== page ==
In addition, we were surprised to find that the effect of “Team Cohesiveness” was minimal in both the univariate necessity analysis and the multifactorial configuration analysis. This reflects the fact that team cohesiveness, as an intangible spiritual force within the PHC, plays a minor role in influencing team effectiveness. This is contrary to previous studies that found that good cohesion improves the efficiency and performance of team operations [42]. This may be because team members are less demanding in terms of an abstract spiritual core than figurative team goals and personnel allocation. Team members will be more inclined to comply with the rules and regulations that exist concretely in the organization and to fulfill their established responsibilities in the team in order to achieve the desired team effectiveness goals.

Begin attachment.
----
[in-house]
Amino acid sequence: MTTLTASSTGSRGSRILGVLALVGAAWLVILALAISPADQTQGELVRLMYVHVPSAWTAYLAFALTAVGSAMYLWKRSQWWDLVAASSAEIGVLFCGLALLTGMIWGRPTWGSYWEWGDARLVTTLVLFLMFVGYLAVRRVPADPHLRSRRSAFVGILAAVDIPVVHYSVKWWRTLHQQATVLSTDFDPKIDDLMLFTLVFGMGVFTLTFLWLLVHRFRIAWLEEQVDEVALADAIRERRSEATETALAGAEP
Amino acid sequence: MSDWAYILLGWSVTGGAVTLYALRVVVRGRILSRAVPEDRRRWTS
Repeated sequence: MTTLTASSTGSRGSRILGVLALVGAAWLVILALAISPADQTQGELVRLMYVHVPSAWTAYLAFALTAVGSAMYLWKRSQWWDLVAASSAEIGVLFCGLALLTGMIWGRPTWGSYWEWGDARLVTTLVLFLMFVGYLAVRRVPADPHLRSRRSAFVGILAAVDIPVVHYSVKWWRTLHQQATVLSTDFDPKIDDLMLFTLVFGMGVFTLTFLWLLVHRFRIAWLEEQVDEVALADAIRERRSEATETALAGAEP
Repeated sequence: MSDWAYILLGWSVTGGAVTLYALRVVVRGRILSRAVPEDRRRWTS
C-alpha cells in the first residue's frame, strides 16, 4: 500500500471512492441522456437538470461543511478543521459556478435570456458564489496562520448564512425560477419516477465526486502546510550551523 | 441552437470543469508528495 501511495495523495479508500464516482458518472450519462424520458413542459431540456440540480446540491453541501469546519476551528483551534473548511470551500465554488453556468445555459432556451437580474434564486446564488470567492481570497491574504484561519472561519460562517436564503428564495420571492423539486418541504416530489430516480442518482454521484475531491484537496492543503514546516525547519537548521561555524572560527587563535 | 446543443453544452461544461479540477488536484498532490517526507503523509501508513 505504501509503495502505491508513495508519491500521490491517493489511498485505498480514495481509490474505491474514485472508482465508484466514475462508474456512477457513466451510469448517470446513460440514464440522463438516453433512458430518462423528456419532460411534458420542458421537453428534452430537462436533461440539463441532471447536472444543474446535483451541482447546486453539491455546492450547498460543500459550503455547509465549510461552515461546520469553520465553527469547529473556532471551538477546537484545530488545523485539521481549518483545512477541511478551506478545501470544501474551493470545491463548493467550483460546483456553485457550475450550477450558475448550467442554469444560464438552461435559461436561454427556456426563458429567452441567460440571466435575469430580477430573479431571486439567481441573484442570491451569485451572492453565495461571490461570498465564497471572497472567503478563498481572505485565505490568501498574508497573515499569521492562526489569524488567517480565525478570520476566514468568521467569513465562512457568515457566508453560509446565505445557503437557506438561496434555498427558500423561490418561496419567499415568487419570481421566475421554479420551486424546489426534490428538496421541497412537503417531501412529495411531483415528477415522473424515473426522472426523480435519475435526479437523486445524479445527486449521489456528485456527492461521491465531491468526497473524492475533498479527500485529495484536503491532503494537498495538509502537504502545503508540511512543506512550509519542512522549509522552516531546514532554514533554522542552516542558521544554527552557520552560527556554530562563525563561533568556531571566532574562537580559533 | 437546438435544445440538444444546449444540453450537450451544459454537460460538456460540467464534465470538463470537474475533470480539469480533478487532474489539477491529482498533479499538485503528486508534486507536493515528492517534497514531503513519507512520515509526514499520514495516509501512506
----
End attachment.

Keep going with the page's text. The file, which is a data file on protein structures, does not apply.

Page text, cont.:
Two of the six path configurations are more typical of the path configurations. The path A accounts for approximately 45% of casesand explains how a team with adequate staffing, members with diverse disciplinary backgrounds, and clear team goals can form a combination of path configurations with a high level of PHCT effectiveness. This finding suggests that attention should be paid to the allocation of human resources to PHCTs. The services provided by the PHCT involve multiple tasks throughout the patient treatment process, and the entire process requires the allocation of an adequate number of health professionals in the team. The number of health human resources in the team ensures that PHC services are delivered smoothly to the population. Rational allocation of team health human resources can determine the quality of PHC service delivery. Therefore, scientific and reasonable planning of internal health human resources by team management is a powerful means of optimizing PHCT effectiveness. At the same time, organic coordination between the individual creativity of team members and that of the whole team should also be considered.